BBB Warns of Phony Overseas Contractors for IT Support Scam

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Scam Alert: Hiring IT Help? Look out for Phony Overseas Contractors

By Better Business Bureau. August 2, 2019.

IT Support Scams are on the rise.  If your business is in the market for IT support, be sure to do your homework before handing over any money. Since March 2019, has received more than 50 reports about a China-based firm that has tricked dozens of people out of anywhere from $3,000 to $30,000.

How the IT Support Scam Works

You are looking to hire a company to help develop software, set up a call center, build a website, or perform other technology work. You see an ad online for an IT company with a strong track record and competitive prices. At first, this firm appears to be everything it claims. You may even have a phone conversation with the CEO, who assures you that a team of professionals will work on your project. But once the “IT contractor” receives their upfront payment, everything changes.

The companies who reported to BBB Scam Tracker said they got counterfeit products or simply never received their order. People who paid for a website or software development told BBB that the contractor stopped responding to email or phone calls after getting payment. In other cases, consumers report receiving low quality work and being charged two or three times more than the agreed-upon price.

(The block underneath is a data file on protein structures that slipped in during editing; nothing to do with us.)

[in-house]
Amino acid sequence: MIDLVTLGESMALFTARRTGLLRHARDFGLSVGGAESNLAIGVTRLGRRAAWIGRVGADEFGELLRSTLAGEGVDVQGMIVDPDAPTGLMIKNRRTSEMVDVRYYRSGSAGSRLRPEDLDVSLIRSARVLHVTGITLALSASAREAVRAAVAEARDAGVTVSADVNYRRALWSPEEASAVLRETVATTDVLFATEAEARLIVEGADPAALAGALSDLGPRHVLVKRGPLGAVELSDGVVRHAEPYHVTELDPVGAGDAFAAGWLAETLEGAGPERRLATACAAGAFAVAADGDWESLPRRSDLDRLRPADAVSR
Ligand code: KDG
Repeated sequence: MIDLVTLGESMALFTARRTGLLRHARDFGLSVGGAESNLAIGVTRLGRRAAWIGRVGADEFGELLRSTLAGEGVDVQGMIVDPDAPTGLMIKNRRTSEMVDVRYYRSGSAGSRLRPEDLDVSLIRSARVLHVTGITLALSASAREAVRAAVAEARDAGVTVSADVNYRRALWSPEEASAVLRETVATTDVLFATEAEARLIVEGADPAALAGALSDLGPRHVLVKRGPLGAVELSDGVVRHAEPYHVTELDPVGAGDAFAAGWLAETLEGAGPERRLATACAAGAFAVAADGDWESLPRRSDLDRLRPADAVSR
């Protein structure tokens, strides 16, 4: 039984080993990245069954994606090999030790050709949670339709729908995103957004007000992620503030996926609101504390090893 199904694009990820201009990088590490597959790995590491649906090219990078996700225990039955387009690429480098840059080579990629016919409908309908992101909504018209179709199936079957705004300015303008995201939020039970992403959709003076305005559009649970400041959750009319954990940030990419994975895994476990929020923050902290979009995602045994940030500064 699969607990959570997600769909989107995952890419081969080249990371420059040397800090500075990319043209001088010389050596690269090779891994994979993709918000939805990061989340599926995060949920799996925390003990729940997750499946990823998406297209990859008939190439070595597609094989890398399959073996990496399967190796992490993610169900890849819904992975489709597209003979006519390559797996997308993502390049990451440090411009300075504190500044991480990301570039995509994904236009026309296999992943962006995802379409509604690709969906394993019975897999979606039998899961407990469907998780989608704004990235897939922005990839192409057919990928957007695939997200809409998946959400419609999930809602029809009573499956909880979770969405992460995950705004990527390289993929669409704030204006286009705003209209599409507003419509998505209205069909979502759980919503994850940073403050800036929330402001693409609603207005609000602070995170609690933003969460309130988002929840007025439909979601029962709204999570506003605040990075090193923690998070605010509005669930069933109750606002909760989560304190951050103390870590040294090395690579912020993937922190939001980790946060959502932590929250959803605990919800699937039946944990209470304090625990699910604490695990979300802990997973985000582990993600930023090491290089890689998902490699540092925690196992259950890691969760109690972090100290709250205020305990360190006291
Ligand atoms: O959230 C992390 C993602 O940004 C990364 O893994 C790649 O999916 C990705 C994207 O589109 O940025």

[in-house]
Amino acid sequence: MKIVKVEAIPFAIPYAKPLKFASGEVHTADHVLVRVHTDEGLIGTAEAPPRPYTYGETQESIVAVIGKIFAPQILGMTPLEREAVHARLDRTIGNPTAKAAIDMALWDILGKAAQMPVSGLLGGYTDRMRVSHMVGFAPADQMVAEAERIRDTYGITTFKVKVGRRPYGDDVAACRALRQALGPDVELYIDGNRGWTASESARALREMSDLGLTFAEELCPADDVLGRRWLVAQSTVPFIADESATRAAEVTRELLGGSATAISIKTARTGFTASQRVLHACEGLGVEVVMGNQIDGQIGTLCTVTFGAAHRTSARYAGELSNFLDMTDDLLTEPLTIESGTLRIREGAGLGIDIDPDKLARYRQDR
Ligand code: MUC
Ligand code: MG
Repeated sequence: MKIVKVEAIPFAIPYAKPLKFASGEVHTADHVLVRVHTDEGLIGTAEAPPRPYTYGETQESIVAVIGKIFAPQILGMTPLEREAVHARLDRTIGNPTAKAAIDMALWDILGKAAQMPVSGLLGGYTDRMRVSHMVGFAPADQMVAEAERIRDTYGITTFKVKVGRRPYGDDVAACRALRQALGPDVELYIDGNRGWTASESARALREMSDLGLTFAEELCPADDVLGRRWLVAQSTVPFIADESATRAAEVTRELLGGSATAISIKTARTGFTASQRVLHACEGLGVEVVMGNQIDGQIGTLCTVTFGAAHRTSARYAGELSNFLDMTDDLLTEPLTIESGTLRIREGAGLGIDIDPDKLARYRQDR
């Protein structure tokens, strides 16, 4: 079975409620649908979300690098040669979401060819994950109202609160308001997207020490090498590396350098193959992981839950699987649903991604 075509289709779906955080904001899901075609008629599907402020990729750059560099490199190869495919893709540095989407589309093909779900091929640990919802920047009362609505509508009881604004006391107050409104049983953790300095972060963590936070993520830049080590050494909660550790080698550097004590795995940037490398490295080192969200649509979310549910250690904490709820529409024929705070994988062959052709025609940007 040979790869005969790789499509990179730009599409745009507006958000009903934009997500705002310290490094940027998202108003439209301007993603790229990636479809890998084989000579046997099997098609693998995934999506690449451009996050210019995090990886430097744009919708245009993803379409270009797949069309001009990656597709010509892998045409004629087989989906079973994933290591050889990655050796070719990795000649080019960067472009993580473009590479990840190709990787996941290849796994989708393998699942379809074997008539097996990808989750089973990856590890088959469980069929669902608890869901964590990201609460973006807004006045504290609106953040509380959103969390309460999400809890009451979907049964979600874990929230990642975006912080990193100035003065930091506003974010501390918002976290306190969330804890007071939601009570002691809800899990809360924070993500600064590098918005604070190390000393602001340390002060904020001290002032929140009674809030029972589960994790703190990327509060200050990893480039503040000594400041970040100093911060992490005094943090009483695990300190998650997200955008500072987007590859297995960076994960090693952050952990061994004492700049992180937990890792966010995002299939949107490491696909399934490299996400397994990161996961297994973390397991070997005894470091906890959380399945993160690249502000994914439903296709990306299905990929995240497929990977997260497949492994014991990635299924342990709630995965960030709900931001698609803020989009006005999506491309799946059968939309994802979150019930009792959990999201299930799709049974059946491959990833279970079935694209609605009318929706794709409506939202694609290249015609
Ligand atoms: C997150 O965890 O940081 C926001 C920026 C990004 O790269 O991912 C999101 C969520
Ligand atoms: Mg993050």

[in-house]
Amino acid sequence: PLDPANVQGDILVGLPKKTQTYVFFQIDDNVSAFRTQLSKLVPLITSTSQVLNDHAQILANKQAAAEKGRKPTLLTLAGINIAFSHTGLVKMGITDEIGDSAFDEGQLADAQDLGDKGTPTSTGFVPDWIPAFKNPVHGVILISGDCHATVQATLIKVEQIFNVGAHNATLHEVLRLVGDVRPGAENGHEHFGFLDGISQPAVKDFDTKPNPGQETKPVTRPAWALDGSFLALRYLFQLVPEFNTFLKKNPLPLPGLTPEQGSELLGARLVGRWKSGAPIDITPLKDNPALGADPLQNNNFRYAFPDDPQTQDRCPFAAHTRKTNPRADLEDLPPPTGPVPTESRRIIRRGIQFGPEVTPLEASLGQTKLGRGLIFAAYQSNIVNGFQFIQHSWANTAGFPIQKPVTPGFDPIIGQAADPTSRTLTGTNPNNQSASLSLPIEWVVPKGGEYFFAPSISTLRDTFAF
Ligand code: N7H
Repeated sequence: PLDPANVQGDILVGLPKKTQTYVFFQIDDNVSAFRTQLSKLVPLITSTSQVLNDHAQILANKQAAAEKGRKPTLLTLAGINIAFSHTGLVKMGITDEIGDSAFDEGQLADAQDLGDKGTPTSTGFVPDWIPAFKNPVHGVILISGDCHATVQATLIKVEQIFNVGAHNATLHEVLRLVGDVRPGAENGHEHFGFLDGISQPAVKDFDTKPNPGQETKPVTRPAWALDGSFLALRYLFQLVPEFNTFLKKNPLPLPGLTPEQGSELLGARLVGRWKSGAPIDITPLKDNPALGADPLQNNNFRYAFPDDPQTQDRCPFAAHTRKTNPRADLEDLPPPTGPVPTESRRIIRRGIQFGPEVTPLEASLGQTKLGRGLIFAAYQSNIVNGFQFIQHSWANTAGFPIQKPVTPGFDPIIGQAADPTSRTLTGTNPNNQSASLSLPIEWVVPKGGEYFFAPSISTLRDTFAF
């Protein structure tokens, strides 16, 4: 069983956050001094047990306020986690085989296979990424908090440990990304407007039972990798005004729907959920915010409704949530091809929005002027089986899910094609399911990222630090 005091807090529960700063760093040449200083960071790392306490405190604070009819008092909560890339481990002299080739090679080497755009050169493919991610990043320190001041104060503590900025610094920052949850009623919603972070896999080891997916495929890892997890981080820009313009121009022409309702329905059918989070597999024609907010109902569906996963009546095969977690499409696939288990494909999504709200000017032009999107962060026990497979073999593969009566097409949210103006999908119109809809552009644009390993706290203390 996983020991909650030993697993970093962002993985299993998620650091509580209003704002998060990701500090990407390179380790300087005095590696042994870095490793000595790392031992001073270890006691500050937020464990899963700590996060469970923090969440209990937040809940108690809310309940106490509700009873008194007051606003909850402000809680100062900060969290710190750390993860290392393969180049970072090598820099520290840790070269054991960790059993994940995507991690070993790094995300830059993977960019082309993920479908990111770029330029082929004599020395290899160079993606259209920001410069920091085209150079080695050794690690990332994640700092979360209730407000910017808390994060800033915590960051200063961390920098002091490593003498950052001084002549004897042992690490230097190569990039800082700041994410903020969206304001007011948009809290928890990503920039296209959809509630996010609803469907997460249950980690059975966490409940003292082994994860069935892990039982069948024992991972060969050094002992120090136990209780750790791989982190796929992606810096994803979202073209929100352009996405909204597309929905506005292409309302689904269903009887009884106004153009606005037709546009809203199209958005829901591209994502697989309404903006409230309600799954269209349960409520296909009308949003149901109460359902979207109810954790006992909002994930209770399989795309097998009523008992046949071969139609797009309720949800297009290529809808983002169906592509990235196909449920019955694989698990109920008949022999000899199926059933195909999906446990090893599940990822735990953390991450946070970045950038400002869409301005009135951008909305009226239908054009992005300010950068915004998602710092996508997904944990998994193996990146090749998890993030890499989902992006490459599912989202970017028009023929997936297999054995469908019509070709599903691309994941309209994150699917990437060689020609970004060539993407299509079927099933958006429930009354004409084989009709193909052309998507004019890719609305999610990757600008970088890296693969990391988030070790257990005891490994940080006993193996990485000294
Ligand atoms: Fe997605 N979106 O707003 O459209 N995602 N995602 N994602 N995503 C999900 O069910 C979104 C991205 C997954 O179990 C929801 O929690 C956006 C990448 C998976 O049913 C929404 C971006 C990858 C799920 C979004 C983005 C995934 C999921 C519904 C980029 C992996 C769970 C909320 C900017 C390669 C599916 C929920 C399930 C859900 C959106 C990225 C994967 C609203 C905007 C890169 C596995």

The current spike in complaints involve a company using the names ITR, ITResources, or Scott Freeman. However, expect those aliases to change as savvy consumers catch on.

How to Spot this Scam

When hiring a contractor – whether for a home construction project or an IT business solution – similar tips apply.

Ask for references. Ask the contractor for a list of recent references you may contact. Ask the references about the services performed and their overall experience with the contractor and the quality of the work.

Don’t be tempted by low prices. Overseas firms may advertise low prices, but hiring a local company with a strong track record may save you money – and headache — in the long run.

Arrange a payment schedule.Never pay in full up front. Stagger your payments so your final payment is not due until the work is complete and you have fully reviewed it.

Get multiple estimates and a written contract. Always get estimates in writing and never let any work begin without a written and signed contract. Do not be pressured into signing an agreement before you are ready and make sure you read and understand everything.

For More Information

See this release from the BBB Serving Connecticut to learn more about this scam. You can find general tips for avoiding scams at

Stay one step ahead of scammers. Subscribe to BBB’s weekly Scam Alert emails.

If you’ve been the victim of contractor scam, help others spot fraudsters by reporting your experience at

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